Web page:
The Delaware County Sheriff’s Office and New York State Police are investigating the origins of racist graffiti discovered on a historic Stamford residence over the weekend.

The n-word was spray-painted in blue next to a side door on an abandoned residence known among locals as the “Eagle’s Nest,” set back in the woods off of county Route 18. The words “leave now” were scrawled above the door, and a noose was spray-painted on the door. 

The property owners had covered the graffiti themselves by Tuesday morning.

Stamford resident Harib Bu-Ghaith said his grandmother discovered the graffiti while walking the family dog Monday. She said she walked past the same spot three days before and nothing was there.

“When she told me what she saw, I had to get the evidence before our town just tried to erase it and never speak about it again,” Bu-Ghaith said. “That’s usually how it goes in small towns.”

“Little things like that kind of get brushed off,” agreed Lane Powley, a fellow Stamford resident who posted the photos to a community Facebook group Monday evening.

Last summer, slurs were found painted on the basketball court, “but everyone decided to just erase it and move past it,” Powley said. “With everything that’s happening right now, it’s super important to talk about it.”

“If I was a person of color, that would terrify me,” she continued. “I have friends that are Black and they haven’t been feeling safe because of this. It was a threat.”

“What happened in Stamford is not a surprise to me because I have had racial slurs said to me before throughout my time living here, and now that it’s out in the open, people who don’t understand can see that this is actually a problem,” said Keyshawn Scott, a friend of Powley’s.

“It’s shameful that people would do that,” Oneonta NAACP President Lee Fisher said of the graffiti. “They’re cowards — they do it at night, they do it when no one else is around. Why don’t they speak out and confront the person?”

Investigators said the intended target of the racist language and symbols was unclear.

“Even if you don’t have a lot of people of color in your community, the noose still means the same thing. The Confederate flag still means the same thing,” Fisher said. “It might not be directed toward anybody in particular, but these people have been around long enough to know that it has racial overtones.”

Fisher said the perpetrators “put a mark on the community” by spray-painting the noose and the slur. 

“When people do things like that, they don’t realize that they pull everyone down,” he said. “In cases like this, it could get worse. It’s like a horrible cancer. It starts in a small section, but then it grows — into the school, the children, the churches.”

“While I personally view this as something done by angsty teens driven by the explosive situations happening across the country, I in no way condone it, nor does it represent the views of the people of the Village of Stamford,” said Stamford Mayor Bob Schneider.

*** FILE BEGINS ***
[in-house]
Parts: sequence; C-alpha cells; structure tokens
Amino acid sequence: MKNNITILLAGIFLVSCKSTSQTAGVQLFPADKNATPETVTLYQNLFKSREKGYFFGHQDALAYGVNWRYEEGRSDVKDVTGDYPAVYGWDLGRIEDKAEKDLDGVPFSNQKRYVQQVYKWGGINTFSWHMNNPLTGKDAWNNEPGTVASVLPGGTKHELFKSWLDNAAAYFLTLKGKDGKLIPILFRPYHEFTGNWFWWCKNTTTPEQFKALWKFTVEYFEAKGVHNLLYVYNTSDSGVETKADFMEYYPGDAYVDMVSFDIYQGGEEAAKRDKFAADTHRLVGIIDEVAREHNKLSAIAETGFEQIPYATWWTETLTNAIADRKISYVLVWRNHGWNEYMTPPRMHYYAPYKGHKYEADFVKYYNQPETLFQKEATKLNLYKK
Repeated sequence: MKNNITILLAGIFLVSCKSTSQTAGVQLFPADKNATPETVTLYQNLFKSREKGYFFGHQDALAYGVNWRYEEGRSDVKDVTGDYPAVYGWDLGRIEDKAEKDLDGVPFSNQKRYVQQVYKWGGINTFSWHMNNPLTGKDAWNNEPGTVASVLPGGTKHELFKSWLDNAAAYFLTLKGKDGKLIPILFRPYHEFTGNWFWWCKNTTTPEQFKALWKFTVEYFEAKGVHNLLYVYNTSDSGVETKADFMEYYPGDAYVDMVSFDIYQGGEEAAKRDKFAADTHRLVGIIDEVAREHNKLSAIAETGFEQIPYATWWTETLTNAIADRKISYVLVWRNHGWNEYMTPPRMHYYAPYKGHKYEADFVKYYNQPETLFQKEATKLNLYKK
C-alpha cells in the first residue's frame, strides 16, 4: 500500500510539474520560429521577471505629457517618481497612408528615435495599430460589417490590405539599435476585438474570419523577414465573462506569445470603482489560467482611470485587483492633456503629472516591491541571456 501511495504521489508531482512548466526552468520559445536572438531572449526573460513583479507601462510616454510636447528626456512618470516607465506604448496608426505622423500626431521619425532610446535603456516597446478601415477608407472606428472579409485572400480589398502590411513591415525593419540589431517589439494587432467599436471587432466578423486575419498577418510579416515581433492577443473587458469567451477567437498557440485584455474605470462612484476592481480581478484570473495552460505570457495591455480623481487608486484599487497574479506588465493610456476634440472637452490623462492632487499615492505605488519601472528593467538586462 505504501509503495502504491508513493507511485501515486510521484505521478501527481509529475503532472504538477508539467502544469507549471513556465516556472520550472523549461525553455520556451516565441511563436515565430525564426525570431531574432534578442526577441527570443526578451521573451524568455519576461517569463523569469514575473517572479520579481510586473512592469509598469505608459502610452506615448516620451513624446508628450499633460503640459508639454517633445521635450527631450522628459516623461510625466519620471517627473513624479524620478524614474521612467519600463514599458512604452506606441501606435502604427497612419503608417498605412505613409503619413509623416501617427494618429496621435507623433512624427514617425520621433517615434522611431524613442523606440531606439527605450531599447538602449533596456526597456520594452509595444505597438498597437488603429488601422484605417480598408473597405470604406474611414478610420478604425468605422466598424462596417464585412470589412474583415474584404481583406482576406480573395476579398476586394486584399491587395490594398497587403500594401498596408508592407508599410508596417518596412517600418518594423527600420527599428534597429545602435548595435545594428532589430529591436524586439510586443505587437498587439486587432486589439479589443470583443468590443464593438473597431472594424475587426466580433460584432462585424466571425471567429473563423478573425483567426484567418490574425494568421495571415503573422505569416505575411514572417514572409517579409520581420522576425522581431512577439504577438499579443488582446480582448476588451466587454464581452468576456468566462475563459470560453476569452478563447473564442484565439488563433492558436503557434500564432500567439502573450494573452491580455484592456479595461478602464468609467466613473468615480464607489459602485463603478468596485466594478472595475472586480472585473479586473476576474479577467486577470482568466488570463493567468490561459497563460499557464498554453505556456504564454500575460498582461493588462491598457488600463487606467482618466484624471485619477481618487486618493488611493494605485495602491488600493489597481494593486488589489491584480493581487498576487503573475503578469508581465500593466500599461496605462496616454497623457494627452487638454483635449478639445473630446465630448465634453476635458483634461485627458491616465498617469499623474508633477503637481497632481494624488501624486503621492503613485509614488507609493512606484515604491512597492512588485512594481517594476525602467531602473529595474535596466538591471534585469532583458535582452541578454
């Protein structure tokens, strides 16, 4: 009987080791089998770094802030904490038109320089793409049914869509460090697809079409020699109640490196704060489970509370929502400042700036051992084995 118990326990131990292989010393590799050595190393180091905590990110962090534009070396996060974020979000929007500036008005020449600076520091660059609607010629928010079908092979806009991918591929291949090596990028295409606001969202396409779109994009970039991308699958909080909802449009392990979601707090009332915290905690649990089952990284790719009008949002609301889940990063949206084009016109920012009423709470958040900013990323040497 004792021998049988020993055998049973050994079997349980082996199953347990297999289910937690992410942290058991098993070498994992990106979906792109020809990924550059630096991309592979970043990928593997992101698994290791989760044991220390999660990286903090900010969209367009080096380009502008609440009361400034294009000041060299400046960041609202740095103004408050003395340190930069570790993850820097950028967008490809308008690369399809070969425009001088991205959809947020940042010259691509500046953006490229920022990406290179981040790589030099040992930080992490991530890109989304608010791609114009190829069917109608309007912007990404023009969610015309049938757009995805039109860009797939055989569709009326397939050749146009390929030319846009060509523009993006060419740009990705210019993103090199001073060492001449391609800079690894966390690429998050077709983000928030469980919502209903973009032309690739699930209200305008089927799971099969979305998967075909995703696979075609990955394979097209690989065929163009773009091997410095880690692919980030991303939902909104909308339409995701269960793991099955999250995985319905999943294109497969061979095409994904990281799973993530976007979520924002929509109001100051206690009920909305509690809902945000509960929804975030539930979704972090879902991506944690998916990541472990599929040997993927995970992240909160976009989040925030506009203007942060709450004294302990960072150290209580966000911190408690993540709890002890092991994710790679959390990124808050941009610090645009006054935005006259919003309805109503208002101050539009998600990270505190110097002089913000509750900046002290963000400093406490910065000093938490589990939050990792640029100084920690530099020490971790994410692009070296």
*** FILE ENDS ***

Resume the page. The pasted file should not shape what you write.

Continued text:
The house was built in 1871 by Edward Zane Carroll Judson, according to Delaware County Historian Gabrielle Pierce. Better known by his pen name, Ned Buntline, Judson was famous for authoring dime Westerns and promoting “Wild Bill” Hickok and “Buffalo Bill” Cody.

“This guy was the poster child for eccentricity, having numerous wives at one time, more than one simultaneously, and most of whom died while married to him,” Pierce said. “He led a wild and fascinating life, yet died almost penniless in Stamford. His wife had to sell the Eagle's Nest to pay the bills.”

The property and surrounding parcels were purchased from the county in a 2011 tax sale by Delair Enterprises, Inc., which is managed by Douglas Murphy, according to Delaware County tax records. The Murphys are descendants of Fred Murphy, a philanthropist and businessman who owned Encyclopedia Americana and served as president and board chair of the Grolier Society, according to Schneider.

The house was condemned in 2018 and declared “unfit for human occupancy or use” by Tomi Tompkins, who serves as Stamford’s code enforcement officer building inspector.

“This vacant property has been an attractive nuisance for many years and attracts vandalism,” Schneider said, identifying the “usual graffiti hallmarks” such as swastikas, pentagrams and phallic symbols. “I have asked the property owner to do something to secure the structure and will have a broader conversation with him about this in the near future.”

Delaware County Sheriff Craig DuMond said the property owner “had not been very cooperative in the past” when deputies responded to other complaints at the location.

“If you’re silent, you’re condoning it,” Fisher said. “When they talk about making this nation great, that greatness comes from the people who step up and do something when things are wrong.”

Anyone with information that may lead to the identification of the person or persons responsible is asked to contact Cpl. Eric Alexander at the Delaware County Sheriff's Office at 607-832-5555,, or at the 24 hour toll-free hotline, 1-888-914-9111. All calls will remain confidential.

Sarah Eames, staff writer, can be reached at or 607-441-7213. Follow her @DS_SarahE on Twitter.

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